Results: The semi-automated method was successful in determining the liver SUV that was consistent between the two physicians in all the studies (d = 80 mm). The liver SUV threshold (mean +3 SD within 30-mm VOI) determined by the new semi-automated method (3.12±0.61) was not statistically different from those determined by the manual method (Physician-1: 3.14±0.58, Physician-2: 3.15±0.58). The semi-automated method produced tumor volumes that were not statistically different from those by experts' manual operation. Furthermore, the volume change in the two sequential studies had no statistical difference between semi-automated and manual methods.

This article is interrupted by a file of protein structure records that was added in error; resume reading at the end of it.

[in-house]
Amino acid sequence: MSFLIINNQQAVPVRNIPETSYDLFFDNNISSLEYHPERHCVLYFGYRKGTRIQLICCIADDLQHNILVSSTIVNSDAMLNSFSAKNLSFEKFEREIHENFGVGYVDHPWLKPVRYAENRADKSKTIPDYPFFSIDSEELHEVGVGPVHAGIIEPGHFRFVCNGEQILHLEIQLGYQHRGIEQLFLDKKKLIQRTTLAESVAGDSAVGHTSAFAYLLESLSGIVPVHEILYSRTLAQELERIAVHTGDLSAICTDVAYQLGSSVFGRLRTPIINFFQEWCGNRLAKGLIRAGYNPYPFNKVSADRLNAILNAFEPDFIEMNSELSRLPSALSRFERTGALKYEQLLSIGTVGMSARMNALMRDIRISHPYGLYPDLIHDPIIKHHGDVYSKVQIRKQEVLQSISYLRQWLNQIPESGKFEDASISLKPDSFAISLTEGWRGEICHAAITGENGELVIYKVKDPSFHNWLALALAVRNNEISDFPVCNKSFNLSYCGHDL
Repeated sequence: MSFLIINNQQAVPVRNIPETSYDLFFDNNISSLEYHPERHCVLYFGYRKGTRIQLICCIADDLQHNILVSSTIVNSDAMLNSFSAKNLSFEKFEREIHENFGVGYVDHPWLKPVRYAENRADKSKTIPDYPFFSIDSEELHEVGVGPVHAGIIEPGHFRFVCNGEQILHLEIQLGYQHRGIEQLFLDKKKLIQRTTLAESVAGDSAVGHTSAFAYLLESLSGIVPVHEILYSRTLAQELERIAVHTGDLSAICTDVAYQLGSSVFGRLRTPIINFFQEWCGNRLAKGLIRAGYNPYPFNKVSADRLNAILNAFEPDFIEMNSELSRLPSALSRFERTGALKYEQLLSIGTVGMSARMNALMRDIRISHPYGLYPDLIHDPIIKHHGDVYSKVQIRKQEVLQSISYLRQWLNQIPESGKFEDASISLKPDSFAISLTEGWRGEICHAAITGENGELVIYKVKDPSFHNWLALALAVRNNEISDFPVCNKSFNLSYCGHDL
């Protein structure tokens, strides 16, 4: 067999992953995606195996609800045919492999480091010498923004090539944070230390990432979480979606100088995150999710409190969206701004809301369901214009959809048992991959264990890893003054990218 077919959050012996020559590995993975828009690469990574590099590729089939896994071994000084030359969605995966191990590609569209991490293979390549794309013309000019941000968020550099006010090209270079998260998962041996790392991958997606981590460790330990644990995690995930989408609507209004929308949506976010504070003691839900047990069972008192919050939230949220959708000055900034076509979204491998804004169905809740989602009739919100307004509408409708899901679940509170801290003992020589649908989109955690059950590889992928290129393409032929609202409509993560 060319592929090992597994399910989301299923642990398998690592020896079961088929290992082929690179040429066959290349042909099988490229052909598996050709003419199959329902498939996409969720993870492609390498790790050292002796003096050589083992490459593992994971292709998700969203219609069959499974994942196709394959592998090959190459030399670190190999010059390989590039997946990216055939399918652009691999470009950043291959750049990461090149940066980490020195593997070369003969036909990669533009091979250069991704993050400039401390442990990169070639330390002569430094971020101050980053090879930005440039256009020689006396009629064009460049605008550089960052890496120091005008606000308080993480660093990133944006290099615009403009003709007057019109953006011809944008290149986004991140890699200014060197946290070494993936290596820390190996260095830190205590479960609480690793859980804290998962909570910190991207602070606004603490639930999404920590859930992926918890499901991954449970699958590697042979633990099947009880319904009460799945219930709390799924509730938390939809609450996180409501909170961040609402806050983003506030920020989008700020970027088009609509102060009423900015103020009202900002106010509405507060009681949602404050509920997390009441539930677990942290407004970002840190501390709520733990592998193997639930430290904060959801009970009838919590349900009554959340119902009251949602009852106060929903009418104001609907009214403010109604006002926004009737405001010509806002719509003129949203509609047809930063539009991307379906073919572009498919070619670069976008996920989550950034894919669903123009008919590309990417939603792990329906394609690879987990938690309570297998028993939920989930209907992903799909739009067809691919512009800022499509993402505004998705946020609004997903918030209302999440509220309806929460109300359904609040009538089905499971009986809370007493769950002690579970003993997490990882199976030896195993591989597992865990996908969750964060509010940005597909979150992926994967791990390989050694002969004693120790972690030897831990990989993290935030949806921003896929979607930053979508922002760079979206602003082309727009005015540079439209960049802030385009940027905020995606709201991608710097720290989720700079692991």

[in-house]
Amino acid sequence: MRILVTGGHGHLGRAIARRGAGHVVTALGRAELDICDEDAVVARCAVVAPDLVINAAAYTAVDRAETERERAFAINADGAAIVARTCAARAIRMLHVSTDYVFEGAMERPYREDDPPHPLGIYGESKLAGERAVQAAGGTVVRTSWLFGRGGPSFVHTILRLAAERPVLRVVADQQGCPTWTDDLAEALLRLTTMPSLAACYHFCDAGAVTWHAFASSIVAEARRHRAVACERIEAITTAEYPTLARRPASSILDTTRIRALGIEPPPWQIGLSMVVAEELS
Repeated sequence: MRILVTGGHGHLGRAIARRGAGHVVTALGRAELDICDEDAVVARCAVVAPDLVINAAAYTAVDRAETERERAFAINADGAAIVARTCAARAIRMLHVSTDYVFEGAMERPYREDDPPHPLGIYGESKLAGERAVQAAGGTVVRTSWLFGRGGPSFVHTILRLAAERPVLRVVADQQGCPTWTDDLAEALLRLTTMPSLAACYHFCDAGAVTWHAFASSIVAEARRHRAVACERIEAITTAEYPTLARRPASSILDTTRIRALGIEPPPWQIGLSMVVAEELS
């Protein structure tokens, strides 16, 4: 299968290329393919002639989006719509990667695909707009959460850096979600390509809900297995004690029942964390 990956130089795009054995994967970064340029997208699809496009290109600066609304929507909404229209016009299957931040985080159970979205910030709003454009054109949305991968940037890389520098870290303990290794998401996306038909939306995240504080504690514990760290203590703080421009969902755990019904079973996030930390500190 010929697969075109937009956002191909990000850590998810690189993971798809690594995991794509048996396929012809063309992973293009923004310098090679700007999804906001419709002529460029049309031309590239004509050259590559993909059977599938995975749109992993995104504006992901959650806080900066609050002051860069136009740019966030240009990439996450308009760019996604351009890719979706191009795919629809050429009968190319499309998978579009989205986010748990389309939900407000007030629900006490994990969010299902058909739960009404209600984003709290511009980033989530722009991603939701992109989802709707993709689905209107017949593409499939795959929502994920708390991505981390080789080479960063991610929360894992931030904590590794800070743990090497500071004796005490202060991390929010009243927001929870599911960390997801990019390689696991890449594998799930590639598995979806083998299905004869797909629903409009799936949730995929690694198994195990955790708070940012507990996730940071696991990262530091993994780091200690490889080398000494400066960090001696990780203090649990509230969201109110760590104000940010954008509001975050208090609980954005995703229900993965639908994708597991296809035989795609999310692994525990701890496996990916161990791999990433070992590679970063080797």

Conclusions: Our semi-automated method could define the liver SUV robustly as the threshold value used for tumor volume measurements according to PERCIST. The method could avoid possible subjective bias of manual liver VOI placement and is thus expected to improve clinical performance of volume-based parameters for prediction of cancer treatment response.

Conflict of interest statement

Competing Interests: The authors have declared that no competing interests exist.

Figures

Figure 1
Figure 1. An illustration of the algorithm.
(a) The spherical VOIlarge confines the search area. (b) The spherical VOImedium is defined for each pixel in VOIlarge to calculate CVv ( =  standard deviation / mean). (c) VOI30 (sphere of 30-mm in diameter) is placed where CVv is smallest. The tumor delineation threshold is defined by the mean and SD within VOI30.
Figure 2